Let's start with weight vs grain size. Some lines are sized just like rods and reels - using weights that match the rest of your gear. Other lines are sized by grains. The conversion from grains to traditional line weight is a debated topic. Traditionally, an 8 weight rod would be best with 200-250 grain line. But many of todays lines and rods would push that number closer to 300. Again, if you can test a line with your rod before purchasing, it is a huge plus. Sometimes, you may need to step up or down a line size to get the rod to work exactly the way you want it. But if the line is too light it may not load the rod. If too heavy, the rod may not be able to cast the line properly.
I consider a weight forward (WF) line the best all-around line. WF describes the taper of the line and is by far the most popular among fly anglers as well. It comes in a variety of densitites that float and sink. Most folks fish WFF (weight forward floating) line, but you can sink it with weights or pick up a spare spool and put sinking line on it. Depending on location, target species, and fly size you can vary your leader length and weight to make WF line work for most flies. I use Cortland 444 WFF on my GPX and Prestige reels and love it.
On my 9-weight, I use sinking tip line - specifically Rio 24' Sink Tip Line in the 350 grain size (which they note corresponds to a 9-10 wt). Sinking tip line is pretty self explanatory - the first 24' of line are a different color than the rest of the line and sink with the leader while the rest of the line floats. It is a huge advantage when fishing big, sinking flies - especially in rivers or other areas with current. Different size lines sink at different rates, so pick whichever is best for your needs.
Does liking Cortland 444 make me old school?
Lines these days run from $40 to $100+. Remember that you get what you pay for, but most anglers need not venture above the $75 range. The other thing to keep in mind is that this not like buying line for a spinning or baitcasting rod. With proper care and maintenance, fly line can last a long time. I have heard of some lines lasting 15+ years.
You also need to remember backing. Backing is not cast, but is the last line of defense between a big fish and an empty spool. Basically, it connects your fly line to the reel. Most backing is made with dacron, micron, or some sort of magibraid and comes in the 20-40 lb test range. You can also use braided polymer lines like PowerPro or Sufix. The key with backing is putting the right amount on the reel. Too much and your line won't fit properly. Too little and you run the risk of being spooled by a trophy fish. Every reel has a recommended backing capacity. Stick to the recommendation and you should be just fine. I typically use an improved slip knot to attach my backing to my reel (the Arbor is also very popular). To attach the backing to the end of my fly line (make sure you get the right end), I typically use an Albright knot. Other knots will also work, but those are easy and do the trick.
Some of my favorite line and backing brands are Rio, Cortland and Scientific Anglers.
HOW TO CHOOSE A FLY LEADER
You can go to just about any tackle shop and buy a pre-made leader for bass fishing. The key word with leaders is 'tapered'. Tapered means the leader gets thinner and thinner as you move toward the end with the fly attached. The taper helps the fly turn over - a necessity for proper presentation.
Leaders are rated either using a pound system (e.g. - 8 lb test) or an "X" system. The pound system refers to the last length of line that you tie the fly too. This is also called the tippet. So an 8 lb test leader will start at 50-60 lb test at the top and gradually taper to an 8 lb tippet. The "X" system corresponds with a poundage-tippet diameter system. I have no idea how it came about (I suspect long ago in Europe) but it is the traditional rating system. For largemouth and smallmouth bass, a 1X, 2X, or 3X leader typically what you want. For stripers, I would recommend a 01X, 0X, or 1X.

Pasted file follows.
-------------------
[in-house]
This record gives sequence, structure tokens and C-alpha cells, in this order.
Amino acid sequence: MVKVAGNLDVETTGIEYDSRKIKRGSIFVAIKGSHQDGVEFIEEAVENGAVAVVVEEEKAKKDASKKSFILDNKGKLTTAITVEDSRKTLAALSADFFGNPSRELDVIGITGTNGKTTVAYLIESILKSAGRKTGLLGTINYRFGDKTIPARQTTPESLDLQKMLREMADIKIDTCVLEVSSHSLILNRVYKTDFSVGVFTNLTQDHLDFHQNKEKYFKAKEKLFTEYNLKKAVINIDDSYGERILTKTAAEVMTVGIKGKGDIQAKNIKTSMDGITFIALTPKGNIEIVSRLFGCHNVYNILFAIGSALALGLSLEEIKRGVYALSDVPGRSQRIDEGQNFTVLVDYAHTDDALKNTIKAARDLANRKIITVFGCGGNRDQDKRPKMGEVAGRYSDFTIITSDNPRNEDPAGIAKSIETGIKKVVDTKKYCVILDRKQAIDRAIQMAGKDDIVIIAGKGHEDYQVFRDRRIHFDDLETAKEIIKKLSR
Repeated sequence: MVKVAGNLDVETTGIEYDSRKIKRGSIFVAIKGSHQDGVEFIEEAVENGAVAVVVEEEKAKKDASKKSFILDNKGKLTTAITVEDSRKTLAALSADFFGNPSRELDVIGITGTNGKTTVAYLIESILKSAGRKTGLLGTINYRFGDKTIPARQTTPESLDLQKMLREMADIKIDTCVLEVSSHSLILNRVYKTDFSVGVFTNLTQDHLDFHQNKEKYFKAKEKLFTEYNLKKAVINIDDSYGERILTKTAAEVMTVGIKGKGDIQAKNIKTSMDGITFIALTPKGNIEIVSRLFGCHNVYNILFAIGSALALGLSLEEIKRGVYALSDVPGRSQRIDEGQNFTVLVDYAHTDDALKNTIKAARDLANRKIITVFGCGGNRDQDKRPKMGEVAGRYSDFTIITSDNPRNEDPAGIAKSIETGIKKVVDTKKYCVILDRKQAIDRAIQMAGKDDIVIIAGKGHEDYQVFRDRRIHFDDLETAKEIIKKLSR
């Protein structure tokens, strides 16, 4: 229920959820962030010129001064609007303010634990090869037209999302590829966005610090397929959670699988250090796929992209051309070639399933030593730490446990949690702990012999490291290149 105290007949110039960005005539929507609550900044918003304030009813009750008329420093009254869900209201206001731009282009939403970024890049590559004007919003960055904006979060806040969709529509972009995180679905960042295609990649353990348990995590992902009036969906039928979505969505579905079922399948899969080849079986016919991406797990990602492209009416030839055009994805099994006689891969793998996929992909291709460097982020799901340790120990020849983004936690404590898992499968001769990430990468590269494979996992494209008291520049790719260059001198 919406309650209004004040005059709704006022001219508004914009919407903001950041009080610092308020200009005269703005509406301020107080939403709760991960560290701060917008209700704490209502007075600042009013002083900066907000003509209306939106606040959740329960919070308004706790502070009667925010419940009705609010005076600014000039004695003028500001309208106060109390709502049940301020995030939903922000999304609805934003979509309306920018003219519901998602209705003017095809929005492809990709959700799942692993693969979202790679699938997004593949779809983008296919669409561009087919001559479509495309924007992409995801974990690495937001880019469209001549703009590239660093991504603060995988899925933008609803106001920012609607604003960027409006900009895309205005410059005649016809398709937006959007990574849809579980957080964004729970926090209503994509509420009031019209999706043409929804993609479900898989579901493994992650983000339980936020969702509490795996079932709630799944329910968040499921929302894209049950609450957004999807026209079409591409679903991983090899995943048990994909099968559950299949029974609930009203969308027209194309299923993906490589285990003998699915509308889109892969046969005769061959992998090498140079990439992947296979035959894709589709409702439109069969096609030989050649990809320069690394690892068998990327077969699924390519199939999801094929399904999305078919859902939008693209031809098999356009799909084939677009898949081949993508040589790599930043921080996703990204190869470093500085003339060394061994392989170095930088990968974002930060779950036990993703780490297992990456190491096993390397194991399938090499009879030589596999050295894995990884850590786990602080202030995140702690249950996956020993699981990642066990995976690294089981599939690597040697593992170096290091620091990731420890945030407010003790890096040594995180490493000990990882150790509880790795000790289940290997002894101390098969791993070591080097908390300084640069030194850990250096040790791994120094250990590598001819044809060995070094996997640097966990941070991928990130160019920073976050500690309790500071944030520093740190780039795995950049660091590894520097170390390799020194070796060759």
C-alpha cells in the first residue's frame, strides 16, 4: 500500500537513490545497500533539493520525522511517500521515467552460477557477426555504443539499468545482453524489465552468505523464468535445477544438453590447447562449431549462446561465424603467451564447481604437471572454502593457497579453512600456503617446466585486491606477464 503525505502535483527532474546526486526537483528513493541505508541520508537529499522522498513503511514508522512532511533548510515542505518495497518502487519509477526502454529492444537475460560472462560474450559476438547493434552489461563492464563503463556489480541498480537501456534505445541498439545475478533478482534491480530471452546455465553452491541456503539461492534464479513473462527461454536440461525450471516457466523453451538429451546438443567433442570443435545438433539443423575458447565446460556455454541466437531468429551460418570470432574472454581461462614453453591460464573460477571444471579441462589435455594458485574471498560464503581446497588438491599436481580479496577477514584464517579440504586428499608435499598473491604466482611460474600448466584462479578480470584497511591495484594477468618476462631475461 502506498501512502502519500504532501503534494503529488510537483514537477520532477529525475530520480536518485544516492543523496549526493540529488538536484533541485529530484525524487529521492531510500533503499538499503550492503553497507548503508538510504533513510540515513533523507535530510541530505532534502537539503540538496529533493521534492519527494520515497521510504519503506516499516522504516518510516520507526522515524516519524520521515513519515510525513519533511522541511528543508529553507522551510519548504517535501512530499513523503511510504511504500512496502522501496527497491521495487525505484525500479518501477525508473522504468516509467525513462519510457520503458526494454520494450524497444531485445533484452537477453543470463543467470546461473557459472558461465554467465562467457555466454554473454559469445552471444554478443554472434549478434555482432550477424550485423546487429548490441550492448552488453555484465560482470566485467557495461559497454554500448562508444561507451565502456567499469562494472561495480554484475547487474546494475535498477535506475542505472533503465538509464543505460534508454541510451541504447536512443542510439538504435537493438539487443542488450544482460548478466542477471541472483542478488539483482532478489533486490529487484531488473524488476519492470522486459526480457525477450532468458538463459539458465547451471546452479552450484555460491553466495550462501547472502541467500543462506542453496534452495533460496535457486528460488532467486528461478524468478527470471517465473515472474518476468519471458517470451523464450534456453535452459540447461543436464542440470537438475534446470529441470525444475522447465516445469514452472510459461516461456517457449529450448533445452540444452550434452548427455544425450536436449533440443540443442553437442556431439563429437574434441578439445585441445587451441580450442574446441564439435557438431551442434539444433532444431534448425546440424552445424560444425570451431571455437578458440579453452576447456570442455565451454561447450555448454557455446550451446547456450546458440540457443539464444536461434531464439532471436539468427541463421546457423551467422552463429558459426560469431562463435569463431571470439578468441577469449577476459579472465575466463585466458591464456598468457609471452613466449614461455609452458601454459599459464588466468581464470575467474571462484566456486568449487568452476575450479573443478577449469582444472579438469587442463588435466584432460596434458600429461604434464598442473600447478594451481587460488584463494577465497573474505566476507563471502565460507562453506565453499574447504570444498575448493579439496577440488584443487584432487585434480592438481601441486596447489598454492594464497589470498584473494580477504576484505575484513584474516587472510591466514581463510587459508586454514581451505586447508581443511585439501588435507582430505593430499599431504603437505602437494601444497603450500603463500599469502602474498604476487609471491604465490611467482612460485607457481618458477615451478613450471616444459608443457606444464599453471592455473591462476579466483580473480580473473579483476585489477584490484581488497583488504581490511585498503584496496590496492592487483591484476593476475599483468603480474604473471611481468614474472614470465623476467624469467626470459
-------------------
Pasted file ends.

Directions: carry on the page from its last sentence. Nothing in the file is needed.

Buying pre-made leaders can get expensive. So, I tie my own. I start with about 2 feet of 50 lb test. I then use 18"-20" lengths of 40 lb test, 30 lb test, and 20 lb test. That gives me roughly 7 feet of leader. At that point, I may tie on one more section of roughly 2 feet long or two sections, each roughly 1 foot long. I typically fish tippets in the 8-10 lb range. I will bump to 12 lbs and even 15 lbs sometimes as well. This isn't a perfect formula and I regularly alter my leaders as needed.
The top row is backing & bottom is leader/leader material. Notice the Orvis pre-made I got for free a few years ago is still unopened...HA.
If you do the math above, you find that I like to use leaders around 9 feet in length. I may go as short as 7 or as long as 10 depending on the situation. Few people fish bass leaders over 10 feet long, but some will fish them down to 5 feet. Personally, I think longer leaders get more strikes, so go with the longest leader you can handle and effectively fish.
I almost always tie my top 3 sections with monofilament line. The bottom 2-3 sections I interchange between mono, fluorocarbon and braid. Mono is the only one of those three that floats, so if you are fishing surface flies, stick with mono. If fishing subsurface, I like to use fluoro, especially because I fish a lot of bottom bumping flies. If you are fishing really heavy cover - whether surface or subsurface - braid may be your best bet. You can even use wire leader, although that is typically reserved for pike, musky and other toothy fish.
The last thing to note is knots. Everyone has their favorites, but knots are super important if you are tying your own leaders. A few popular knots to tie mono to mono or mono to fluoro are the surgeon, albright, double uni, turtle, and blood knots. There are a number of others that would also work well including a bunch of variations on those I just mentioned. Always remember to wet the line before you tighten these knots together. A broken leader knot is the worst way to lose a fish.
This should get you out the door of a fly shop with a much lighter wallet. But it is about to get a little lighter. Come back tomorrow to read about fly choice and the different presentations that catch big bass. And if you have any questions or have any suggestions for things I might have missed, please let me know. Until tomorrow, tight lines!